In conclusion, we urge you to rescind the Final Rule in its entirety, including its expansion to maritime arrivals, and ensure robust asylum access in compliance with domestic and international law to all asylum seekers, whether they arrive by land or sea.
Al Otro Lado, USCIS-2022-0016-12600
Aldea, The People’s Justice Center
American Friends Service Committee (AFSC)
American Immigration Council, USCIS-2022-0016-12228
Americans for Immigrant Justice, USCIS-2022-0016-12620
Asian Americans Advancing Justice | AAJC, USCIS-2022-0016-12540
Bridges Faith Initiative, USCIS-2022-0016-12596
Capital Area Immigrants’ Rights (CAIR) Coalition, USCIS-2022-0016-12208
Catholic Legal Immigration Network, Inc.
Center for Constitutional Rights
Centro para la Observación Migratoria y el Desarrollo Social en el Caribe (OBMICA)
Communities United for Status and Protection
Detention Watch Network, USCIS-2022-0016-17857
Diocesan Migrant and Refugee Services Inc., USCIS-2022-0016-12341
Florence Immigrant & Refugee Rights Project, USCIS-2022-0016-12344
Freedom Network USA
Friends Committee on National Legislation, USCIS-2022-0016-12610
Global Justice Clinic, NYU School of Law*
Haitian Bridge Alliance, USCIS-2022-0016-12543
Harvard Immigration and Refugee Clinical Program, USCIS-2022-0016-12603
Human Rights First, USCIS-2022-0016-12320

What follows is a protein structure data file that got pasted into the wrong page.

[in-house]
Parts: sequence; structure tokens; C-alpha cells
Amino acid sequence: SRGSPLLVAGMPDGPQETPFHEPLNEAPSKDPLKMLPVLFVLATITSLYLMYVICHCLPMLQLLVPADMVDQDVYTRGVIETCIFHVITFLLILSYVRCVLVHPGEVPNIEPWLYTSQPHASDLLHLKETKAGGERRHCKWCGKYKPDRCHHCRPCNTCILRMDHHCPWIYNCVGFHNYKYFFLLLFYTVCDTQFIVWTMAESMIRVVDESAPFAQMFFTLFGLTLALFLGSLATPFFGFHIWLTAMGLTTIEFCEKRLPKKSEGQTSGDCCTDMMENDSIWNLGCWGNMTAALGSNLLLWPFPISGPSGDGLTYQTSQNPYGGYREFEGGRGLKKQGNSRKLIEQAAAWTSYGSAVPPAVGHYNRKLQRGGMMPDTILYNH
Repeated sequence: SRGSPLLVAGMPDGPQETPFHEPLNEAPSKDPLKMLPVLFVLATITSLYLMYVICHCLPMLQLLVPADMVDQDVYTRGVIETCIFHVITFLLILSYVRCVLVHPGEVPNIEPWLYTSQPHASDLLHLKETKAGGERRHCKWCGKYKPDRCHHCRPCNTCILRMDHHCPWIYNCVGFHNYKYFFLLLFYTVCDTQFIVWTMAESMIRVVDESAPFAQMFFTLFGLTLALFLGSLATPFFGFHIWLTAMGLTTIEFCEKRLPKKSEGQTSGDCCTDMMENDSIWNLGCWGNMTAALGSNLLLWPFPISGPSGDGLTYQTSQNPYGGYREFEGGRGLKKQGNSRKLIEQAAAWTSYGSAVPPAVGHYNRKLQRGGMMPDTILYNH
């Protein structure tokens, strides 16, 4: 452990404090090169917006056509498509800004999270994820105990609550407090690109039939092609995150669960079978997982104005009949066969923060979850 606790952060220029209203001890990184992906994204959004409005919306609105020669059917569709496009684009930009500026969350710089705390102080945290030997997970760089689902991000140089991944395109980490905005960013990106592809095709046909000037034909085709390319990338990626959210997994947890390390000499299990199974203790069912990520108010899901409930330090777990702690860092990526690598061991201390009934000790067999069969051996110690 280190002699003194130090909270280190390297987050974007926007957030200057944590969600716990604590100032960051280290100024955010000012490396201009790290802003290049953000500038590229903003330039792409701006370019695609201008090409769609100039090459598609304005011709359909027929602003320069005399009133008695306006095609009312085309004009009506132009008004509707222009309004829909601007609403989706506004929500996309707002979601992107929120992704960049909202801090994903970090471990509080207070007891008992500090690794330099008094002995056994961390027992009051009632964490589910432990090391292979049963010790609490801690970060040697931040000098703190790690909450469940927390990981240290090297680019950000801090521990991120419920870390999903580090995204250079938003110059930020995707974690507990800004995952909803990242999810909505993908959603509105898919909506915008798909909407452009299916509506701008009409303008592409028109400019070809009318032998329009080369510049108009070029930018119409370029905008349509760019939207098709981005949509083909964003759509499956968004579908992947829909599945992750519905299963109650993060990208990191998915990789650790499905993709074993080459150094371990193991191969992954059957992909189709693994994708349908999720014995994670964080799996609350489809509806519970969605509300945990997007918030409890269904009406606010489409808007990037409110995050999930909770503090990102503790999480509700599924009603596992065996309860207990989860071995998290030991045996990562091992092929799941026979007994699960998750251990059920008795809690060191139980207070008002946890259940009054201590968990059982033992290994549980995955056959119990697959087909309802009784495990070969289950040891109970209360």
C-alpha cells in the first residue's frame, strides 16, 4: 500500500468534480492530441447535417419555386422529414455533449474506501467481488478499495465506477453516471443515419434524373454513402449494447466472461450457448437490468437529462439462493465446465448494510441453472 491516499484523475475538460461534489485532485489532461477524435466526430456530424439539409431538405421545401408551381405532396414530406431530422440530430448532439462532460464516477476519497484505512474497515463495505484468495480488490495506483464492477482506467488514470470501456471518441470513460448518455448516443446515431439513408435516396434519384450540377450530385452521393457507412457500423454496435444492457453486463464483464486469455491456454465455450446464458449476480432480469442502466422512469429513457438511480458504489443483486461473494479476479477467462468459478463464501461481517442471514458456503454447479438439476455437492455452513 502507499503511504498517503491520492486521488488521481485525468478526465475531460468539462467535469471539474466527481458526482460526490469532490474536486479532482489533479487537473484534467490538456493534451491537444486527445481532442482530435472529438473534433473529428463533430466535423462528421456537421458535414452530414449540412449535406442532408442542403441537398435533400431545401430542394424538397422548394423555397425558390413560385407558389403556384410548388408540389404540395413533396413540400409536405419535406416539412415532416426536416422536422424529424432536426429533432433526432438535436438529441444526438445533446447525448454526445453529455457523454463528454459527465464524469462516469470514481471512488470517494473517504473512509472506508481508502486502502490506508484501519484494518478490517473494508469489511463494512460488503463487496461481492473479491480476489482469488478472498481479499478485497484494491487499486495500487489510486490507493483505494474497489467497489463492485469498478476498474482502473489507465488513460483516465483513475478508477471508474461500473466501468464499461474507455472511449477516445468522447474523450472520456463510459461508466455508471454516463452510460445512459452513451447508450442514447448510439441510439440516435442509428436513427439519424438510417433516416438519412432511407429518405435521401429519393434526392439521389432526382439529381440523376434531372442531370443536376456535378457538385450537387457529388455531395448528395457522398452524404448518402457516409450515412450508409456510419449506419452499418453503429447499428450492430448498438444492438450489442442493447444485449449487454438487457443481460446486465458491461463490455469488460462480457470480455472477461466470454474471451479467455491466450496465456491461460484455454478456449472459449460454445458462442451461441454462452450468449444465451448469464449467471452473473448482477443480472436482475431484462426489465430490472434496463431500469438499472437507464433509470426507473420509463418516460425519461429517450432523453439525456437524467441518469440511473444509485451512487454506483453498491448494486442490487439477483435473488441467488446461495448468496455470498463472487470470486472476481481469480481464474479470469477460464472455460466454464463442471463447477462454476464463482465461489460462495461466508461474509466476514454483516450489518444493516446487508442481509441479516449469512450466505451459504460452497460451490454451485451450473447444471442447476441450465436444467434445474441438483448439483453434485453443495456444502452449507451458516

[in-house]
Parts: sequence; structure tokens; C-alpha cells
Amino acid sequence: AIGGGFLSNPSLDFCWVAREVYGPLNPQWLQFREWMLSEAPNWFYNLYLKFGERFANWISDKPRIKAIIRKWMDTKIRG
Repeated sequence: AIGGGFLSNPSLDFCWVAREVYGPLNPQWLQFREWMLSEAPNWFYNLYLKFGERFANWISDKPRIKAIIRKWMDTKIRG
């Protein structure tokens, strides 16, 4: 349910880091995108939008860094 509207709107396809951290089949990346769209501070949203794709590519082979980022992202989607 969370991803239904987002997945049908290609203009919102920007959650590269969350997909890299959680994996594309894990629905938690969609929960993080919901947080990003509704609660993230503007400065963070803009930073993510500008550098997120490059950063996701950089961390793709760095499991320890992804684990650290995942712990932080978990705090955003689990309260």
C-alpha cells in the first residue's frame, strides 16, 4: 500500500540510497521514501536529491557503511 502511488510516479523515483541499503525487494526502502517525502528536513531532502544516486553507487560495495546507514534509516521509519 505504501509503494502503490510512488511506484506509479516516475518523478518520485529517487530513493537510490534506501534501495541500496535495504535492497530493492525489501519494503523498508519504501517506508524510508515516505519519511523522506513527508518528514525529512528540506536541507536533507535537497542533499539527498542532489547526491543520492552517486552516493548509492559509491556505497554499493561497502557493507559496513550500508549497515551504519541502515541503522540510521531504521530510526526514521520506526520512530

Human Rights Watch, USCIS-2022-0016-12202
Immigrant Action Alliance
Immigrant Defenders Law Center, USCIS-2022-0016-12544
Immigration Equality, USCIS-2022-0016-12335
Institute for Justice and Democracy in Haiti
Inter-Faith Committee on Latin America, USCIS-2022-0016-1700
Interfaith Welcome Coalition—San Antonio
International Refugee Assistance Project (IRAP), USCIS-2022-0016-12324
Jewish Activists for Immigration Justice of Western MA
Justice Action Center, USCIS-2022-0016-12325
Kino Border Initiative, USCIS-2022-0016-12211
Las Americas Immigrant Advocacy Center, USCIS-2022-0016-12589
Lawyers for Good Government, USCIS-2022-0016-12616
Legal Aid Justice Center, USCIS-2022-0016-12306
Louisiana Advocates for Immigrants in Detention
Mariposa Legal, program of COMMON Foundation, USCIS-2022-0016-12564
Minnesota Freedom Fund
Muslim Advocates, USCIS-2022-0016-12332
National Immigrant Justice Center, USCIS-2022-0016-12300
National Immigration Litigation Alliance
National Immigration Project (NIPNLG), USCIS-2022-0016-12200
NETWORK Lobby for Catholic Social Justice, USCIS-2022-0016-12560
New Sanctuary Coalition
Northwest Immigrant Rights Project, USCIS-2022-0016-12541
Northeastern University School of Law Immigrant Justice Clinic
Oasis Legal Services, USCIS-2022-0016-12335
Oromo Center for Civil and Political Rights
Refugee Health Alliance
Robert F. Kenney Human Rights, USCIS-2022-0016-12543
Student Clinic for Immigrant Justice
T’ruah: The Rabbinic Call for Human Rights, USCIS-2022-0016-49618
The Advocates for Human Rights, USCIS-2022-0016-12319
UndocuBlack Network, USCIS-2022-0016-12584
Unitarian Universalists for Social Justice, USCIS-2022-0016-12243
U.S. Committee for Refugees and Immigrants (USCRI)
Witness at the Border, USCIS-2022-0016-11580
Wind of the Spirit
Women’s Refugee Commission, USCIS-2022-0016-12273
To download the document click here
188 Fed. Reg. 31314, 31321.
2Note: Where applicable, a hyperlink to the organization’s original comment submitted during the initial comment period for the Final Rule is included.
*This communication does not purport to represent the institutional views, if any, of New York University.